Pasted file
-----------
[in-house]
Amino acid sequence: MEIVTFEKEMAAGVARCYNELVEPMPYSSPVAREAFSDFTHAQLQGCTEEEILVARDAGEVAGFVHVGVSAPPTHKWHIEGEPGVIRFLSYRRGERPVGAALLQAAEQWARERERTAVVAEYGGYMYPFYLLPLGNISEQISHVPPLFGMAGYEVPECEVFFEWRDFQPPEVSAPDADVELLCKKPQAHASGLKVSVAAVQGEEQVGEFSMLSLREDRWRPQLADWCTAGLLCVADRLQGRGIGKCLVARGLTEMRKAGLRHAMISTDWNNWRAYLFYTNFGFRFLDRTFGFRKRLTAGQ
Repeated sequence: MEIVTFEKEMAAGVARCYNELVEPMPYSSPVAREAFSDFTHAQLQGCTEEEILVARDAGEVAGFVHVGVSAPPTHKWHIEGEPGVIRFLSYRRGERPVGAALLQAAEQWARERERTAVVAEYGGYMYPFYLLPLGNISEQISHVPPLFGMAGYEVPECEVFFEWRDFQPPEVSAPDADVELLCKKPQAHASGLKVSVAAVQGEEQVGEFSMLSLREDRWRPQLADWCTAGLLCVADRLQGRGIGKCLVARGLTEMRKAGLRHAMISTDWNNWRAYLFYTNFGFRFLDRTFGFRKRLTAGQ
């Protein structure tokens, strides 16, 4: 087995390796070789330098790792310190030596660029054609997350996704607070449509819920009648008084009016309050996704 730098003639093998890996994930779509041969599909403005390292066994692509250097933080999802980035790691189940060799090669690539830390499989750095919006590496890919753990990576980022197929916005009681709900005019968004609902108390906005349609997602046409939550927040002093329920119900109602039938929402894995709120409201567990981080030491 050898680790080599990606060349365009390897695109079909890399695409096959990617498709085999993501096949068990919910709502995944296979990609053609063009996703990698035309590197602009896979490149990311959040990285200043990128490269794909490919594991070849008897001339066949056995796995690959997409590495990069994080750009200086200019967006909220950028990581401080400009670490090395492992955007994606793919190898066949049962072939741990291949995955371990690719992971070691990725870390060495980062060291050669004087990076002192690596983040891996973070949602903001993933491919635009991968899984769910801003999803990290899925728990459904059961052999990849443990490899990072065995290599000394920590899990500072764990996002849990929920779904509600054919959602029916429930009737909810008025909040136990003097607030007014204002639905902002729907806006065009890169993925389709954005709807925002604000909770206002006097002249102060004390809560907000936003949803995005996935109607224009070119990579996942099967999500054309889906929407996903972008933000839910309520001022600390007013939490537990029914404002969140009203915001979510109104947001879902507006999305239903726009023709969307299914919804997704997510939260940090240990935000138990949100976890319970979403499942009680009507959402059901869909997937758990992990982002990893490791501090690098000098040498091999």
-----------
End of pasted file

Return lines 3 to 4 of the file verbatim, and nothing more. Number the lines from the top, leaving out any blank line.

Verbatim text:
Repeated sequence: MEIVTFEKEMAAGVARCYNELVEPMPYSSPVAREAFSDFTHAQLQGCTEEEILVARDAGEVAGFVHVGVSAPPTHKWHIEGEPGVIRFLSYRRGERPVGAALLQAAEQWARERERTAVVAEYGGYMYPFYLLPLGNISEQISHVPPLFGMAGYEVPECEVFFEWRDFQPPEVSAPDADVELLCKKPQAHASGLKVSVAAVQGEEQVGEFSMLSLREDRWRPQLADWCTAGLLCVADRLQGRGIGKCLVARGLTEMRKAGLRHAMISTDWNNWRAYLFYTNFGFRFLDRTFGFRKRLTAGQ
């Protein structure tokens, strides 16, 4: 087995390796070789330098790792310190030596660029054609997350996704607070449509819920009648008084009016309050996704 730098003639093998890996994930779509041969599909403005390292066994692509250097933080999802980035790691189940060799090669690539830390499989750095919006590496890919753990990576980022197929916005009681709900005019968004609902108390906005349609997602046409939550927040002093329920119900109602039938929402894995709120409201567990981080030491 050898680790080599990606060349365009390897695109079909890399695409096959990617498709085999993501096949068990919910709502995944296979990609053609063009996703990698035309590197602009896979490149990311959040990285200043990128490269794909490919594991070849008897001339066949056995796995690959997409590495990069994080750009200086200019967006909220950028990581401080400009670490090395492992955007994606793919190898066949049962072939741990291949995955371990690719992971070691990725870390060495980062060291050669004087990076002192690596983040891996973070949602903001993933491919635009991968899984769910801003999803990290899925728990459904059961052999990849443990490899990072065995290599000394920590899990500072764990996002849990929920779904509600054919959602029916429930009737909810008025909040136990003097607030007014204002639905902002729907806006065009890169993925389709954005709807925002604000909770206002006097002249102060004390809560907000936003949803995005996935109607224009070119990579996942099967999500054309889906929407996903972008933000839910309520001022600390007013939490537990029914404002969140009203915001979510109104947001879902507006999305239903726009023709969307299914919804997704997510939260940090240990935000138990949100976890319970979403499942009680009507959402059901869909997937758990992990982002990893490791501090690098000098040498091999």